Parasite Control Without--or Along With--Chemicals
This is part ten of a 12-part series on internal parasites of horses.
Our horses are lucky to live in an age when modern deworming drugs can pretty much rid them of parasites. They're living longer and healthier lives than ever before as a result of the easy availability of these drugs. But as we discussed last month, drug resistance is a looming problem, and questions still exist as to the most effective deworming program. Are there other things you could be doing, not instead of, but in addition to using anthelmintics, to help keep your horse's parasite load at a minimum?
Yes, there are several strategies you can implement to reduce the risk of parasite transmission in your own herd. Not all of them might be practical for your operation or circumstances, but at least some could have a place in your management routine.
To understand how these ancillary measures work, let's review the basic cycle of parasite infection, so we can identify the opportunities for intervention.
The Parasite Life Cycle Reviewed
- Female parasites living inside the horse's gut lay eggs that are passed into the environment with manure.
- Under conditions of favorable temperature and humidity, worm eggs hatch and develop into infective larvae.
- Infective larvae survive in the environment for varying intervals, depending on climatic conditions.
- Pastured horses swallow infective larvae as they graze.
- Larvae mature within the horse, develop into reproductive adults, and the cycle starts again with the next worm generation.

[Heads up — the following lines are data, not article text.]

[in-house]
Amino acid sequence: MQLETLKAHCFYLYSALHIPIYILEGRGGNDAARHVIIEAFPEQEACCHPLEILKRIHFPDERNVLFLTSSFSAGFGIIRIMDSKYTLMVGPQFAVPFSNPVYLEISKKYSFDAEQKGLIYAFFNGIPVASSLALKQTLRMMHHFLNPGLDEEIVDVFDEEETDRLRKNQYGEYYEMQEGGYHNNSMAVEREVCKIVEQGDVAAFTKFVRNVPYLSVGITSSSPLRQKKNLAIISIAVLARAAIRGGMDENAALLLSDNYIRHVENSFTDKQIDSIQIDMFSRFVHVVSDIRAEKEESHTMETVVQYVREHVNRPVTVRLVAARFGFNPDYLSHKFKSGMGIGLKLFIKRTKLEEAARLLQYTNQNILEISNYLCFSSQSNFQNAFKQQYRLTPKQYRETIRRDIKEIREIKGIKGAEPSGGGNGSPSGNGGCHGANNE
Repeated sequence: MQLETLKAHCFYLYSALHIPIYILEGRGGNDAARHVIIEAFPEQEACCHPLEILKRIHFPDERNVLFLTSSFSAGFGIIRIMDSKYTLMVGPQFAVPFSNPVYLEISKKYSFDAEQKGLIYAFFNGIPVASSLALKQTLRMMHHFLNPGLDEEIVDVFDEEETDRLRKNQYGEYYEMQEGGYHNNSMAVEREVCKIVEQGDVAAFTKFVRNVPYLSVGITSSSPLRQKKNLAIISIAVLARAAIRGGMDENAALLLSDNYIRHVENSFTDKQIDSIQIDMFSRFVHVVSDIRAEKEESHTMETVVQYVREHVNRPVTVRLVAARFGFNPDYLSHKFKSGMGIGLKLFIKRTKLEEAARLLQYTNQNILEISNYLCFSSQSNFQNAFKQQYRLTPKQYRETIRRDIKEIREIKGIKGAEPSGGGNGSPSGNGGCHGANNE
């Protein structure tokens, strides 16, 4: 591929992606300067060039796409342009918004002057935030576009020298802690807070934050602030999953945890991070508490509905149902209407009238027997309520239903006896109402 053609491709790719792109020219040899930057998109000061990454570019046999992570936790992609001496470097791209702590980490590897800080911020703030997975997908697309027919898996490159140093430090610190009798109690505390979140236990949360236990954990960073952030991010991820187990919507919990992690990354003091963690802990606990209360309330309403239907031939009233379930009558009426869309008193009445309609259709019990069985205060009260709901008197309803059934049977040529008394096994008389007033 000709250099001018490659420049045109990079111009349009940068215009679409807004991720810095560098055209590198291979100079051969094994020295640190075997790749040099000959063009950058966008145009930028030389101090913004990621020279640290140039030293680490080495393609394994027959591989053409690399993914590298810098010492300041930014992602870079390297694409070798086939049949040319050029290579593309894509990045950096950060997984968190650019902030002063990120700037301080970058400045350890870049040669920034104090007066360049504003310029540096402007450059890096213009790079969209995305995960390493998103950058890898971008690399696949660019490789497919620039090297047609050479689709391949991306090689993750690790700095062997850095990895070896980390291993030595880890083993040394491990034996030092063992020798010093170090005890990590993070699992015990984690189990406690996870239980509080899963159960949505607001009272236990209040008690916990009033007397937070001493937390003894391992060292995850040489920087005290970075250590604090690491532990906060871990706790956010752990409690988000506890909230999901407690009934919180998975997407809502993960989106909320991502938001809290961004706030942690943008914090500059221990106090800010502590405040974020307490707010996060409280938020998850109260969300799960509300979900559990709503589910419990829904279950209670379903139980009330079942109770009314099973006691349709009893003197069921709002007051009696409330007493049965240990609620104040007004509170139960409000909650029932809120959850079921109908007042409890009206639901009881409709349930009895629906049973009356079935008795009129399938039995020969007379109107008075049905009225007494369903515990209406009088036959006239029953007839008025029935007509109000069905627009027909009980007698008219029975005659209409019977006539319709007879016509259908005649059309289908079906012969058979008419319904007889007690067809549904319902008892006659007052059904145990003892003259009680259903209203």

Let's examine some control options designed to interfere with various elements of this basic life cycle.
Because each individual parasite began life as an egg in a manure pile, we could win the battle against equine parasites if it were feasible to prevent horses from contaminating their environment with manure. How could we do that? Although carriage horses must be "diapered" in some urban areas, this isn't considered practical for horses in more usual habitats. But just as a point of illustration, diapering would be a highly effective, non-chemical method of parasite control that would greatly reduce the risk of re-infection with most equine parasites (as long as you properly disposed of the manure).
In lieu of preventing primary fecal contamination, prompt and thorough removal of manure from the environment can be very beneficial. In a bygone era, the most elite stables employed pasture grooms, who followed grazing horses with a scoop shovel and a broom. Their job was to remove manure as quickly as it was dropped. But apart from it being very labor-intensive, this practice was probably not completely effective. After falling a distance of four or more vertical feet, some manure balls disintegrate on landing, so it isn't possible to recover every bit of manure nor the worm eggs contained therein.
In the 1980s, a similar approach was evaluated using updated technology. Studies at Newmarket in Great Britain examined the efficacy of cleaning horse pastures with a large commercial vacuum unit that was originally designed for golf course maintenance. Twice-weekly vacuuming was demonstrated to control pasture infectivity more effectively than routine deworming. However, the cost of the vacuum units was prohibitively expensive for the average horse owner, and the process only worked well on level pastures.
Even if one could afford to do it, the best intentions of removing manure at regular intervals can be totally confounded by a heavy rainfall. Precipitation in excess of one inch is the single most important agent for disseminating infective larvae away from a manure pile and onto forage.
Finally, because most stall habitats do not support the development of infective strongyle larvae, regular stall hygiene does little to reduce the risk of strongyle infection for confined horses. It's true, however, that stabled horses can acquire ascarids and pinworms when confined to an infected stall.